Blast From The Past: Top 5 Urban TV Shows Of The 90′s
I’ve noticed something lately. Other than a few shows, namely Heroes and The Boondocks (which won’t air until early next year) I don’t like much that I see on TV (forgive me, True Blood fans – we don’t get HBO on campus).
I’m only 20 years old but I realize that during the marginal downtime I have set aside for watching television, I wish for younger days. Good characters, good stories, and well-written/well-timed jokes and punchlines were a staple back when I was coming up. Plus, things seemed a lot simple and more innocent back then.
Here’s my top five list of the shows that prove television today doesn’t quite cut it. Let me caution you that I tried to stay away from the more obvious hit shows and focus on the less-celebrated (and less re-run) shows.
Television network USA’s slogan applies here: “characters welcome”. You’re sure to find at least one character you can relate to or laugh at when watching Martin Lawrence bring you the original house of Payne. From Jerome, Otis, Shenehneh, Bruh’man, and even Pam, Tommy, Cole, and Gina, everybody keeps you cracking up. And not just that; the content has a lot to say about gender relations in America and more specifically in the black community. Martin also had its fill of guests over its five seasons, with everybody from rapper Biggie Smalls to gospel singers Bebe and Cece Winans. Here’s to wishing this show never ended.
2. Living Single
Now you know this show was the ish. Featuring an all-star cast including Queen Latifah, John Henton, Erika Alexander and Kim Fields, this show was an urban masterpiece. It gets no better than watching six friends in the prime of their lives working their way through relationships and careers, arguments and disputes, together. From hookups to hangups, this show kept you laughing with near-perfectly timed jokes, dialogue and a “flava” all it’s own. Set in New York City, this one definitely had the attitude to match and lasted five successful seasons.
3. New York Undercover
Better than your run-of-the-mill cop TV show, New York Undercover (hmm, I wonder why there are no TV shows set in Mississippi?) arguably picked up where New Jack City left off. I say that because it focused not just on the crimes and arrests, but also the effects of both on the community as well as how these effects roused the demons of the main characters. Beyond that, this show dealt with a great deal of racial/cultural issues, as well as political and religious ones that most shows were afraid to touch at that time (and the world has gone crazy with political correctness since then). Starring Malik Yoba and Michael DeLorenzo and later featuring Gloria Velez as well as Thomas Mikal Ford (aka Tommy from Martin), the show lasted four seasons.
4. A Different World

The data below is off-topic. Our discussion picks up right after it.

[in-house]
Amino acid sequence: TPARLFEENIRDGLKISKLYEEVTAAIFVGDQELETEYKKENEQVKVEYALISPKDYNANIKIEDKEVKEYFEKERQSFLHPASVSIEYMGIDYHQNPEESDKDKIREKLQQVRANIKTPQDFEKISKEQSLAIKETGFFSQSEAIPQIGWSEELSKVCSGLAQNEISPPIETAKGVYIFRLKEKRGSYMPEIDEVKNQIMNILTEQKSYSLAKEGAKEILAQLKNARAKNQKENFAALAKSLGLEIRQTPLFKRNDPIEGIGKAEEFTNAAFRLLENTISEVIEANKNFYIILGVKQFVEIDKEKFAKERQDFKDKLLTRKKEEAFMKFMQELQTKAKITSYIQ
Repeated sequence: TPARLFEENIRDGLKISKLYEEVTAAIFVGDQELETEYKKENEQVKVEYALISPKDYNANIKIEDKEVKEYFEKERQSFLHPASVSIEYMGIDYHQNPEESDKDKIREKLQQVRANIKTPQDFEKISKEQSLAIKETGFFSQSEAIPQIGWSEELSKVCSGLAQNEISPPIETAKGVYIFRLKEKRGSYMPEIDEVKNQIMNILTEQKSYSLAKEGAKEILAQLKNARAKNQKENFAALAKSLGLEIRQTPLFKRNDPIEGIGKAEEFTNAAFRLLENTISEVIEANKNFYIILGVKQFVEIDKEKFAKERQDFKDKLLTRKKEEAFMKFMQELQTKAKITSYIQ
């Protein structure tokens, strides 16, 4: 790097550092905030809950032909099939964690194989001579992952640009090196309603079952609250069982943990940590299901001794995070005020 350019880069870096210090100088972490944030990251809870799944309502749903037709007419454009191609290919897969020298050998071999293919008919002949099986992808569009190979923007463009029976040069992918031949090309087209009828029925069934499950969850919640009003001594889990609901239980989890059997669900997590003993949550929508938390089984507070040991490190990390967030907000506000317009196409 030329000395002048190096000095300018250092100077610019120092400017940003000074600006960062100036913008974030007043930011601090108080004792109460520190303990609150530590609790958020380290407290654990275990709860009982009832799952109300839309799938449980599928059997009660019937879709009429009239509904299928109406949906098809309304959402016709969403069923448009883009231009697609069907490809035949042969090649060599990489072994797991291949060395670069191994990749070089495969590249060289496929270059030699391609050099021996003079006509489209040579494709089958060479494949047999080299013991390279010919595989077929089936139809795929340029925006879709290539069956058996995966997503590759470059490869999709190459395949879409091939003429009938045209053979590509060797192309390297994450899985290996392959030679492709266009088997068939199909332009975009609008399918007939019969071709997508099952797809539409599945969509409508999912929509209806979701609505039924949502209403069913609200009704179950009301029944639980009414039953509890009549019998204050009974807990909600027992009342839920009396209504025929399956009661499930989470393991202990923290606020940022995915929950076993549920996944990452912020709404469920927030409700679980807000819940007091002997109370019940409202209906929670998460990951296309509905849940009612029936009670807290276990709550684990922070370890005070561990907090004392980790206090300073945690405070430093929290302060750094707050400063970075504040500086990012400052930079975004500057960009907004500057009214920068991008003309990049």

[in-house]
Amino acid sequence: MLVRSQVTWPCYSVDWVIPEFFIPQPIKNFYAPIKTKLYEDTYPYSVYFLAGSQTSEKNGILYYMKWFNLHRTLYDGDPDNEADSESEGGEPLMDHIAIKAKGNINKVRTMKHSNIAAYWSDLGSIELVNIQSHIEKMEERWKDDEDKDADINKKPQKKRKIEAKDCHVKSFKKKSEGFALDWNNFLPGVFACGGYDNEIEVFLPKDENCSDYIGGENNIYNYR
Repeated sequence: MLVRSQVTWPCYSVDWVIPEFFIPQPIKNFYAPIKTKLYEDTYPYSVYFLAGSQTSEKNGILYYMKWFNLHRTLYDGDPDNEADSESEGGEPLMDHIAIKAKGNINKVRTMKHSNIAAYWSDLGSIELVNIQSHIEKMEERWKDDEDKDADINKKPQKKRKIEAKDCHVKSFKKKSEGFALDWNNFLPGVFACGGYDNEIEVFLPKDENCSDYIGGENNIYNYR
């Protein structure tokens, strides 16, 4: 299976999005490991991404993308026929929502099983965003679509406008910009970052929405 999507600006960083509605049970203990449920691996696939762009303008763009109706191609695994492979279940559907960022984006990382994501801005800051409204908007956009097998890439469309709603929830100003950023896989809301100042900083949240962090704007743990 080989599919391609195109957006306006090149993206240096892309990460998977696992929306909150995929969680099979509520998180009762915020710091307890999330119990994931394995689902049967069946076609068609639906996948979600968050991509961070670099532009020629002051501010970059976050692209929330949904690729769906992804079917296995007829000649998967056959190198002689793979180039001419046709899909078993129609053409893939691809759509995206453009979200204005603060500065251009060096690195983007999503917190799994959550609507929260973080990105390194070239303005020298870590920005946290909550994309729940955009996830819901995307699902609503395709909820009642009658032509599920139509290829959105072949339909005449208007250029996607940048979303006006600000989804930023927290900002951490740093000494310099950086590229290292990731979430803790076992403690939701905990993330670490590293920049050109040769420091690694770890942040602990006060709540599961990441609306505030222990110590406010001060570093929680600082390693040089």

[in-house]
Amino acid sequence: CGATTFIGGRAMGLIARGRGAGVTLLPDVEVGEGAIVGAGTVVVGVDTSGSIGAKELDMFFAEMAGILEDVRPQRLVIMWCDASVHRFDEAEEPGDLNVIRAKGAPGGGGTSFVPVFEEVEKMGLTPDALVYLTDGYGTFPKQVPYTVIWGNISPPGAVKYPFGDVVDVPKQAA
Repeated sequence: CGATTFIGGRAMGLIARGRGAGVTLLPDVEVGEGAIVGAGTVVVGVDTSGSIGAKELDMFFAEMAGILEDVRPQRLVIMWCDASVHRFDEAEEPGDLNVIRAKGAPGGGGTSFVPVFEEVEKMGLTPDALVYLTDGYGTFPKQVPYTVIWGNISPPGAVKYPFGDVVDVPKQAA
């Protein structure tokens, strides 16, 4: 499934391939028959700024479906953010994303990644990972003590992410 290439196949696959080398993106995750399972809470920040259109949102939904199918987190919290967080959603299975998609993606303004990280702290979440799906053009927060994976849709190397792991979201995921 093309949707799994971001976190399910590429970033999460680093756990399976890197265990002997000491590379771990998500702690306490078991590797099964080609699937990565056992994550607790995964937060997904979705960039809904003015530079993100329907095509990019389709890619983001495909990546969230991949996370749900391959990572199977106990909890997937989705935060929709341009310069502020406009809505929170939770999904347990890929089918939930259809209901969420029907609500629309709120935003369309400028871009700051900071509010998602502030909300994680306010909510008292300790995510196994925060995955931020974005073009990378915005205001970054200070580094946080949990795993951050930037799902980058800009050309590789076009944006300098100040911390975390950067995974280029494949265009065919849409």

This series started as a Cosby Show spinoff, but eventually centered around the characters of Dwayne Wayne and Whitley Gilbert (played by Kadeem Hardison and Jasmine Guy). Taking place at the fictional Hillman College (which more closely resembled an HBCU after the first season), the show revolved around the awareness, learning, growing, and development experienced by the characters. It’s hard to turn on a television and see anything about minorities attending college; if you do, it’s even harder to find them nobly attempting to better themselves while there, which is why this show made my list. With all the humor, spirit, awareness, and pride actually found in our community – as well as the seriousness to deal with issues that were getting no press elsewhere – Hillman’s students had something to say. We might be a lot better off if today’s typical student body (at HBCUs and otherwise) resembled the one found within the six seasons of A Different World.
5. In Living Color
Uhh… Need I say more? Sketch comedy from a multicultural and urban perspective, further paving the way for shows such as Chappelle’s Show and Wildin’ Out. While the show prominently featured the genius and antics of the Wayans family, it also introduced several dynamic acting talents such as Jim Carrey, Jamie Foxx, David Alan Grier, Tommy Davidson, and even Jennifer Lopez. Besides being an outlet for all of these acting talents, In Living Color featured many of the top hip-hop acts of the day, their performances reminiscent of those seen on Yo! MTV Raps. Lasting for five seasons, it featured many characters and catch phrases that still are still resonant with the urban community to this day, including the ever-popular, “Like to hear it? Here it go!”
Those are my picks, but I want to hear from you. Which shows make your top five?
Photo Credit – TreeHugger.com